About.com had become a relic of the web, so its owner blew it up – now it’s enjoying a surge in revenue

The Spruce is a home site born out of About.

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The Spruce is a home site born out of About.
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Dotdash

  • About.com was trending toward a bad ending, so parent company IAC decided on a total reboot.
  • Since relaunching as six distinct new sites, the publisher, now known as Dotdash, has seen revenue jump 40% in the fourth quarter, with ad revenue expected to net out at $20 million.
  • That’s following a decision to drastically reduce how many ads the sites carry.

As the digital publishing industry drags itself to the end of 2017 amid stories of revenue shortfalls, layoffs, and talk of a “correction“or a “crisis,” here’s an unexpected bright spot: The nearly 20-year-old brand About.com has come back from the dead.

  • The IAC-owned publisher says its ad revenue will net out at over $20 million in the fourth quarter, up 40% year over year.
  • The publisher, which changed its name to Dotdash in May, added 18 million new users since March, up 37% over that time, netting out at 67 million visitors in October, according to comScore.

The growth came after the company deliberately tore down its old site, gutting much of its musty, early 2000s content, replacing it over the past two years with five entirely new brands.

And to top it off, Dotdash elected to run 35% fewer ads on its pages than in the past.

It all makes for an unexpected comeback story in a medium not known for second chances. Still, what exactly was the company thinking?

CEO Neil Vogel told Business Insider that when he recommended a full About.com teardown a few years ago to management, including chairman Barry Diller, he warned them of the risks. And he also told them that it was possible that About.com could end up going under if they didn’t do something drastic.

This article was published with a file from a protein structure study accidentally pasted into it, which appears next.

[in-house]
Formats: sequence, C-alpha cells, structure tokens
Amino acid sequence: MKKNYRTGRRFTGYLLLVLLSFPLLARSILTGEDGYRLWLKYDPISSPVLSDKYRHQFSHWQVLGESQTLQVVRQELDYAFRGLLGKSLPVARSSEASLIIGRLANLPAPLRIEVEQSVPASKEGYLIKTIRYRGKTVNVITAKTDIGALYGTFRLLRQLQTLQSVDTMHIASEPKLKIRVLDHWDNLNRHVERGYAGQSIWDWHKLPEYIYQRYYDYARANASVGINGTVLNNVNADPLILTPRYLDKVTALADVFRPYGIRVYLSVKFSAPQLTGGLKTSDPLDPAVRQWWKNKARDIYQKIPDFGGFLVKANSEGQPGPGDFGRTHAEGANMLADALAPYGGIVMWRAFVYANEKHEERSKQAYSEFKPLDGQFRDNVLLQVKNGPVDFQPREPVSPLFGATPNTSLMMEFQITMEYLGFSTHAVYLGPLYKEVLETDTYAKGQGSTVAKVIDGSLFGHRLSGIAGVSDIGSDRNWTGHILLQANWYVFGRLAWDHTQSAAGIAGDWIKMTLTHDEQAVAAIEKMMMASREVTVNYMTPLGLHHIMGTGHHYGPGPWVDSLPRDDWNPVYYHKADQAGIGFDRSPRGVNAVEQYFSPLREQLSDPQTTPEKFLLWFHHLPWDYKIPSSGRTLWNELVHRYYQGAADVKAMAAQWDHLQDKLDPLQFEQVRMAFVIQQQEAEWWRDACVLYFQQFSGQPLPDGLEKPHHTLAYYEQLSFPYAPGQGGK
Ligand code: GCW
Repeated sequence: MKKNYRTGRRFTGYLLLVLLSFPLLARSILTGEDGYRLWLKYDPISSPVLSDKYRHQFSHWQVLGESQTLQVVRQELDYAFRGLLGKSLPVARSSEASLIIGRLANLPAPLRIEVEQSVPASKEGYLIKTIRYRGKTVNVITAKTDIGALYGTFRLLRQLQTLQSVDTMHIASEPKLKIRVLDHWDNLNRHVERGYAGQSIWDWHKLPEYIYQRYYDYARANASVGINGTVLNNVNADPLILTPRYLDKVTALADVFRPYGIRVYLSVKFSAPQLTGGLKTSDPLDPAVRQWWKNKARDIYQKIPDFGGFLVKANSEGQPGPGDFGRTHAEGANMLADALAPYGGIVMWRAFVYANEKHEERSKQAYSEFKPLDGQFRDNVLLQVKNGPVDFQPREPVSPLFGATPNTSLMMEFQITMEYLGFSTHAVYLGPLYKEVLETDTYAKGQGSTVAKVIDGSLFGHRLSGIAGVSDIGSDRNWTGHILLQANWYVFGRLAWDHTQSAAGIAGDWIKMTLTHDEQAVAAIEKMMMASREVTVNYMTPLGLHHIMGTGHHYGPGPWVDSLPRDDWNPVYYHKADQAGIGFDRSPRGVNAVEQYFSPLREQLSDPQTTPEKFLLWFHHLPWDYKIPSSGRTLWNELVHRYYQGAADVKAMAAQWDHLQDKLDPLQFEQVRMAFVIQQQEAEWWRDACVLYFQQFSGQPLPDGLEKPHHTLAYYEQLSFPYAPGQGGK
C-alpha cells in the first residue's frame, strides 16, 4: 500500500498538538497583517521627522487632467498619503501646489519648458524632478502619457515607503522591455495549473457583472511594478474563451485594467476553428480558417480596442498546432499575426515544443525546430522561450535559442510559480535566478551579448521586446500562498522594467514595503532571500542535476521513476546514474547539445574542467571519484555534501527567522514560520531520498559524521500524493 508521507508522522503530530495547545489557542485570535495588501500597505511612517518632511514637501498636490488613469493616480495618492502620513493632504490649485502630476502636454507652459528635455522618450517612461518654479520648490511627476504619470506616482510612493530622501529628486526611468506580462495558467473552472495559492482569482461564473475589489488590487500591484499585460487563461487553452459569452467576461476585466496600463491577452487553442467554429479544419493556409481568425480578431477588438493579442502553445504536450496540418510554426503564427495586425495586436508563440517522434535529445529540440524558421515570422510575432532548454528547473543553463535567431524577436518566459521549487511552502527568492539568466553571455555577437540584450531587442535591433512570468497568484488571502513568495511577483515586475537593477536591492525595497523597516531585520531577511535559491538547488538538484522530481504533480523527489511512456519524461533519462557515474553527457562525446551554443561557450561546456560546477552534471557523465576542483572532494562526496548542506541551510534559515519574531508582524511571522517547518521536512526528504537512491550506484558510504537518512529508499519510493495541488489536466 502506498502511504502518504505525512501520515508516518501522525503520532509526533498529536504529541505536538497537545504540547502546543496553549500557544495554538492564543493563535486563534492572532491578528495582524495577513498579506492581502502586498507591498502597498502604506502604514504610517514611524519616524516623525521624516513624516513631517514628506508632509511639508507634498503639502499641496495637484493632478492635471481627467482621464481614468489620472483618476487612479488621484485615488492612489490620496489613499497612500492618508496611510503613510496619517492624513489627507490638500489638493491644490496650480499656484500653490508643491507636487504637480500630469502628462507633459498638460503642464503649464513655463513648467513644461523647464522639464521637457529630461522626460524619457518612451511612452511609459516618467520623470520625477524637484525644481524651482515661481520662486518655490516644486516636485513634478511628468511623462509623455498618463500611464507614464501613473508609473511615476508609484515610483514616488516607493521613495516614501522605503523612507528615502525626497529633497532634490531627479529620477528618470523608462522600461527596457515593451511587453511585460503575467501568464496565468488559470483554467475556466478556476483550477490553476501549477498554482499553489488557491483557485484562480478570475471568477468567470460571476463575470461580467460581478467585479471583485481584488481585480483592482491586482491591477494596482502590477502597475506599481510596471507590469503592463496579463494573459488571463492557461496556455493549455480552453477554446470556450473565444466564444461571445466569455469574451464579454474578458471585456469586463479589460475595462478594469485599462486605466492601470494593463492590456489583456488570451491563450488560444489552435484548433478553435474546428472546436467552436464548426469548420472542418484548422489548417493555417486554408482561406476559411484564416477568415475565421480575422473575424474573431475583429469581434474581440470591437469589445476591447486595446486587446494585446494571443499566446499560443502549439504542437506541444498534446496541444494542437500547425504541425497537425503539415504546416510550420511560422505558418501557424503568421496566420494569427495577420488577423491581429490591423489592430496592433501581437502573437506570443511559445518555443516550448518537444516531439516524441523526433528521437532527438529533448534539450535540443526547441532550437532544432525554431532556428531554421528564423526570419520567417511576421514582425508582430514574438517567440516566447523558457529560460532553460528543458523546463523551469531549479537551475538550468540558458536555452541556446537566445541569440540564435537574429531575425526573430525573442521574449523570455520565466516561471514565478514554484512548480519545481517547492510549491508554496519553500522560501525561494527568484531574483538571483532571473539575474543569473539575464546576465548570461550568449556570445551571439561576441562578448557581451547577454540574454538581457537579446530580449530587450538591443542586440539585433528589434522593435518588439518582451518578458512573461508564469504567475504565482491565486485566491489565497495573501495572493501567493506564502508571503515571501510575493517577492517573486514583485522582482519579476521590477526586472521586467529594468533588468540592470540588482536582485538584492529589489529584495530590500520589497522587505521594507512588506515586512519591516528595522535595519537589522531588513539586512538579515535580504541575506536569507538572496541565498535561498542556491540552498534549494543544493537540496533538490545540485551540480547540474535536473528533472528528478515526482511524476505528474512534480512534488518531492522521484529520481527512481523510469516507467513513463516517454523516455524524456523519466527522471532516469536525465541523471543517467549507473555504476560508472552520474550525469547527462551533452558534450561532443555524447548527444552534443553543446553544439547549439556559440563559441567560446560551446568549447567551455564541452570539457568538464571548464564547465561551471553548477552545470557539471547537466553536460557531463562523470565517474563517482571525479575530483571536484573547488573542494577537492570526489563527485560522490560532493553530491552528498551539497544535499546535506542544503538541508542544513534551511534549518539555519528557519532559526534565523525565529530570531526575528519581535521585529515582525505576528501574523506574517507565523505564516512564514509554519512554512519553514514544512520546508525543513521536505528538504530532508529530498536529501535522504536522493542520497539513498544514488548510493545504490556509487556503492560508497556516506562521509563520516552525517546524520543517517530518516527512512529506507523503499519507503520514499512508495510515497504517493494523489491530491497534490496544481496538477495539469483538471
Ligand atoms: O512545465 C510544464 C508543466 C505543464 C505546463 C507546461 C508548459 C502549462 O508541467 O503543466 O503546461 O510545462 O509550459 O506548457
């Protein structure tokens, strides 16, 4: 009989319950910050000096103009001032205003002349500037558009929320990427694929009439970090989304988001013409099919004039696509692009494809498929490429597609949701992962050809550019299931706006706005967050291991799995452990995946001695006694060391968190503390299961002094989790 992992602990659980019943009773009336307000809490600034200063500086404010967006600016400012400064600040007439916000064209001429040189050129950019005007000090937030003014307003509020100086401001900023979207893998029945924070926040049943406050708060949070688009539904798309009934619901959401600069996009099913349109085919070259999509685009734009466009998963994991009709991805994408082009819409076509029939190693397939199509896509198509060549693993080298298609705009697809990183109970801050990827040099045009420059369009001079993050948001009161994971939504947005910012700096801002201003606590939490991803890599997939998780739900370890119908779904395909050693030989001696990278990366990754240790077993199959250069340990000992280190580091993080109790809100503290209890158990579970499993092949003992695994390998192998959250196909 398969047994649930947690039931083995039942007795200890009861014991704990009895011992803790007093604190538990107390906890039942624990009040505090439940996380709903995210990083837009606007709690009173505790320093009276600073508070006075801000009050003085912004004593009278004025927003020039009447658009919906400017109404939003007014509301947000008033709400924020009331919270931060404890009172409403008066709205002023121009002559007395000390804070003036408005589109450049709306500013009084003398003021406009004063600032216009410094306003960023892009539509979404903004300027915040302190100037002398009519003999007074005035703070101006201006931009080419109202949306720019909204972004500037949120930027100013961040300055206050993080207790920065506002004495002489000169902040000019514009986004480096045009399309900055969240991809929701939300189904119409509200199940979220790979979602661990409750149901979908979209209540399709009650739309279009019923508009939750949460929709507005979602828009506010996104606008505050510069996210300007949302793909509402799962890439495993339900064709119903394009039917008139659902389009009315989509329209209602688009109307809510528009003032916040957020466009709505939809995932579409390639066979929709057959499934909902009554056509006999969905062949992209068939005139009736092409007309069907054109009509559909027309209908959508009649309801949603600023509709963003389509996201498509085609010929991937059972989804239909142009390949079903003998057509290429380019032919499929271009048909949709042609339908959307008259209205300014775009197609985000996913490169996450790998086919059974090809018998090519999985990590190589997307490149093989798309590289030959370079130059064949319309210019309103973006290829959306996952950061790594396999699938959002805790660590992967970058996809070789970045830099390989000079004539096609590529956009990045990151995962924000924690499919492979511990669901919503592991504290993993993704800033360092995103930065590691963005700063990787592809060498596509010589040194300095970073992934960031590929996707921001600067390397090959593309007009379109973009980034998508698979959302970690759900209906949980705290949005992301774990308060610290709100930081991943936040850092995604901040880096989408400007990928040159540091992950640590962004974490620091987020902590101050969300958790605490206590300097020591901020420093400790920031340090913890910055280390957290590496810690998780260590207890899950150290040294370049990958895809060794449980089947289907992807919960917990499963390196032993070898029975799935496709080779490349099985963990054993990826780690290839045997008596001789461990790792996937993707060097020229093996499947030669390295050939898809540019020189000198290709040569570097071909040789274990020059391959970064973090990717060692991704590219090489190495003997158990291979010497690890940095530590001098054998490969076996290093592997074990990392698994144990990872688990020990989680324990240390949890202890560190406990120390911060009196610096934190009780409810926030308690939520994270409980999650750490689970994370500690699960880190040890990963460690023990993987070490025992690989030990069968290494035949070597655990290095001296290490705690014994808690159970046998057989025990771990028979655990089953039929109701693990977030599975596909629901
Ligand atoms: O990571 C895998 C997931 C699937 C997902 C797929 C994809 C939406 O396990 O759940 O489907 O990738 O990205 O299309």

The site was something of a circa 2000 relic. It featured service content designed to get picked up in Google searches along the lines of “how long to grill steak” or “should I open an IRA” for just about every topic under the sun.

The old About.

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The old About.
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Dotdash

Over time, the content became sprawling, and musty, and the design super dated. “The algorithms didn’t like our content anymore,” Vogel said. “And we did a pretty good job of making advertisers not want to touch us.”

So the teardown was needed. Over the past two years, the About team took the site’s content from roughly a million or so articles to a few hundred thousand.

During that time, the publisher ditched the About.com brand and rolled out five distinct new publications to replace it:

  • Verywell, a health-focused content site launched in April 2016. It reached 16 million unique users in October 2017.
  • The Balance, a personal finance and investing brand, was introduced in August 2016.
  • Lifewire, a personal tech brand rolled out in October 2016.
  • The Spruce, focused on food and home, hit this past February.
  • ThoughtCo, an education and reference site, landed in March.
  • And the travel brand TripSavvy was unveiled in May.

Vogel said these reborn sites had to look modern, resonate on mobile, and be filled with fresh content. Search is still key for people to find their way to Dotdash properties, but the plan is to create sites people recognize and seek out over time.

But why cut ads so dramatically? Wasn’t that basically a decision to make less in ad revenue?

Vogel says that given how messy and oversaturated with ads much of the web looks these days, going on an ad diet helped the new sites gain traction with users, and make the remaining ads pop more. It also helps the sites get picked up in search results. Over time, that should mean higher prices for the scarcer ads.

“Now Google likes us better and advertisers like us better,” he said. The next step in revenue growth is likely to be integrating more commerce options on the sites – a trend many digital publishers are following.

Going forward, Dotdash may roll out more new sites. But Vogel said he wants to be cautious.

“Mr. Diller told us, you have to build brands,” Vogel said. “And brands take a while.”